Matt Kwong
Matt Kwong

Matt Kwong is a freelance writer for Alzlive.com based in Toronto, Ontario and Atlanta, Georgia. His work has also appeared in The Toronto Star, The Globe and Mail, Maclean’s magazine and CBCNews.ca. Reach him via Twitter at @matt_kwong or by email at kwong.matt@gmail.com.

Matt Kwong is a freelance writer for Alzlive.com based in Toronto, Ontario and Atlanta, Georgia. His work has also appeared in The Toronto Star, The Globe and Mail, Maclean’s magazine and CBCNews.ca. Reach him via Twitter at @matt_kwong or by email at kwong.matt@gmail.com.

Articles by Matt Kwong

Article: Doctor

NMDA receptor antagonist

by MATT KWONG


What is an example of an NMDA receptor antagonist? The only drug in this newer class of Alzheimer’s disease drugs is Memantine, which is commonly marketed as Namenda or Ebixa. The FDA approved its use in 2003. The drug comes in pill form, to be taken twice a day. How NMDA receptor antagonist works:…

Article: Doctor

How well do these drugs work?

by MATT KWONG


It’s hard to say, mostly because Alzheimer’s disease is a “moving target” as far as how quickly it can progress. Rather than stop the clock from ticking, “what these drugs do is more like turning the clock back, than waiting as the clock keeps ticking at a normal pace,” explained Dr. William…

Article: United States

Give enough care, earn some credit

by MATT KWONG


That's the basis of Social Security Caregiver Credit Act 2014. George Vradenburg of UsAgainstAlzheimer’s says Alzheimer's is “the sinkhole of the 21st century.” "Give enough care, earn some credit" will be the new model for Social Security if U.S. Congresswoman Nita Lowey has her way. She…

Article: Doctor

Dementia Drugs: What You Need To Know

by MATT KWONG


The latest innovation in Alzheimer's meds is just that — late. So much so that a novel treatment has failed to materialize in more than a decade. Developers hunting for a new, effective medication for treating Alzheimer’s are experiencing the longest dry spell since the introduction of Tacrine in…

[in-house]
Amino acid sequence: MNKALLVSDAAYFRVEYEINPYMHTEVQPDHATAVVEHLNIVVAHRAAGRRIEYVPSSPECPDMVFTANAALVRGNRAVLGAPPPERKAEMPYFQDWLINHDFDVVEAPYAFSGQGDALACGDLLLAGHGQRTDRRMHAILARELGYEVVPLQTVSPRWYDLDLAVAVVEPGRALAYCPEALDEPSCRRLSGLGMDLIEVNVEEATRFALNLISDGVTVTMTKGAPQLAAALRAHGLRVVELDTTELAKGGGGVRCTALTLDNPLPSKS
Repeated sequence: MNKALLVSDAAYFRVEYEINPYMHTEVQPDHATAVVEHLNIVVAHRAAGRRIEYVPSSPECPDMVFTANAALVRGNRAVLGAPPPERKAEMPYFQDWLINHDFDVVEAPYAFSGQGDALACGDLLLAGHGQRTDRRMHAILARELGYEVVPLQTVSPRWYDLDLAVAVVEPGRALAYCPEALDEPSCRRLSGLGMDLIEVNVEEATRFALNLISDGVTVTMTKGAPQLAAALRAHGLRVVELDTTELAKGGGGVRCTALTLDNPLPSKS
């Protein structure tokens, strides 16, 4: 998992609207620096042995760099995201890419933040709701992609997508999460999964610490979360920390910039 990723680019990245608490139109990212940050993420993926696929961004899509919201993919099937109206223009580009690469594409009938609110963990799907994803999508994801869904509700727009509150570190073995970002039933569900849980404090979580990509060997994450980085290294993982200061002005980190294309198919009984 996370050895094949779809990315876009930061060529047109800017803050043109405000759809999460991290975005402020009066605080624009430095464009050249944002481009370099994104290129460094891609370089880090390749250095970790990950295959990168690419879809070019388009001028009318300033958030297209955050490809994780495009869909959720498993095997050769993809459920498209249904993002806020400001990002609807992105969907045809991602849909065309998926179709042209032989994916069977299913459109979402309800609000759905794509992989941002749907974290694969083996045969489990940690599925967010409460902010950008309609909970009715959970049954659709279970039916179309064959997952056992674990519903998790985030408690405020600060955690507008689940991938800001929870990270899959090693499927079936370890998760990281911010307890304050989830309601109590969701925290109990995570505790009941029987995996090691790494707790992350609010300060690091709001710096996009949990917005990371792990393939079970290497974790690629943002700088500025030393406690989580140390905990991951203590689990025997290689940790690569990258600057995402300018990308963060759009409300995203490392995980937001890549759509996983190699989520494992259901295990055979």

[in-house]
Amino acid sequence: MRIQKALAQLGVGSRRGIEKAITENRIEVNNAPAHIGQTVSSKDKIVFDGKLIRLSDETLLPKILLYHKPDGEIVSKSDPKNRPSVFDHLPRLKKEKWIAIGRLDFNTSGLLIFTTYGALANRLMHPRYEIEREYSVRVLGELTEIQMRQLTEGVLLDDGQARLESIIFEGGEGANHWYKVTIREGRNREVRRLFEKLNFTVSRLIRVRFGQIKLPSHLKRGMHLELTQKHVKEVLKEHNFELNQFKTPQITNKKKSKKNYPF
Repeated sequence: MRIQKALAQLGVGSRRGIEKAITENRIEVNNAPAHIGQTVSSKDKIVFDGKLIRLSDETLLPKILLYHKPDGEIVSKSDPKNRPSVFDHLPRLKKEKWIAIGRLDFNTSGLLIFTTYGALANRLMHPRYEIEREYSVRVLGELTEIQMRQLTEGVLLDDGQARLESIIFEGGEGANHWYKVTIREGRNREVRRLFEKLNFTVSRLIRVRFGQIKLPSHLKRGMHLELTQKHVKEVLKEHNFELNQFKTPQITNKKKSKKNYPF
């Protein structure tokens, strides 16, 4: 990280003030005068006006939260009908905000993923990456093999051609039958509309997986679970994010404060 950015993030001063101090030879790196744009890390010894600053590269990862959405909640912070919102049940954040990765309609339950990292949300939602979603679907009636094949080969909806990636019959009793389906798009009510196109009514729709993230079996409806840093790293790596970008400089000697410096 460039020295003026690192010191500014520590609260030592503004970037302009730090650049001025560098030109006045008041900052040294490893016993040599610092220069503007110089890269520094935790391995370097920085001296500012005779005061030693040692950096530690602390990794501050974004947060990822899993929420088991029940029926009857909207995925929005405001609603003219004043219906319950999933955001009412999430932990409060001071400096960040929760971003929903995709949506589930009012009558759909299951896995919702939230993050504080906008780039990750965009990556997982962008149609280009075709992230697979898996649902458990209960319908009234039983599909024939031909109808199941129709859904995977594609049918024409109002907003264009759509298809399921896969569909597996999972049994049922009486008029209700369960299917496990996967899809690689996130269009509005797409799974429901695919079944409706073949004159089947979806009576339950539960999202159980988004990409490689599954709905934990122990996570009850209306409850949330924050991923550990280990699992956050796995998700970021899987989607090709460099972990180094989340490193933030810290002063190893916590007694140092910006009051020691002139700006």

Article: Body

Sniffles mean double trouble for caregiver and charge

by MATT KWONG


If you’re caring for Alzheimer’s or dementia patients, care for yourself first, doctors warn; especially at this time of year, when the shift from summer to fall tends to give way to seasonal sniffles. Everyday infections such as the common cold, a stomach bug, upper respiratory infection or urinary…

Article: Doctor

What about alternative treatments?

by MATT KWONG


Dr. Norman Relkin, director of the memory disorders program at Cornell University's Weill Medical College, noted that a “medical food” marketed as Axona is becoming popular. Axona, while approved by the FDA, is not a drug and has “not been vetted for efficacy; only for safety,” Relkin noted.…

Article: Home

Cue the Memory Cards

by MATT KWONG


One of the cruelest effects of Alzheimer's Disease and some other forms of dementia is the inability to express wants and needs. "The way Alzheimer's progresses, it starts off affecting the brain's hippocampus region, which is involved in short-term memory and language processing,"…

Article: Doctor

Cholinesterase inhibitors

by MATT KWONG


Examples of cholinesterase inhibitors All three drugs are widely available and are taken orally, although Rivastigmine is also available in patch form. (The generic drug name is listed first and the brand-marketed name is in parentheses.) Donepezil (Aricept) Galantamine (Razadyne) Rivastigmine (Exelon)…

Article: Routines

Try the Blue Plate Special, when Mom Won't Eat

by MATT KWONG


When managing appetites among Alzheimer’s patients, caregivers might want to consider what’s under the food as well as what’s in it. Supporting the expression that “we eat with our eyes,” Boston University researchers in 2004 found that meals served on top of brightly colored plates prompted…

Article: Body Science

The bilingual brain: A mental two-timer

by MATT KWONG


The good news: Speaking a second language keeps Alzheimer’s at bay. The bad news: Bilingualism makes it harder to test for the disease. The bilingual brain is a mental two-timer. One moment it appears faithful to a native tongue; the next, it’s summoning a second language like it’s a mistress…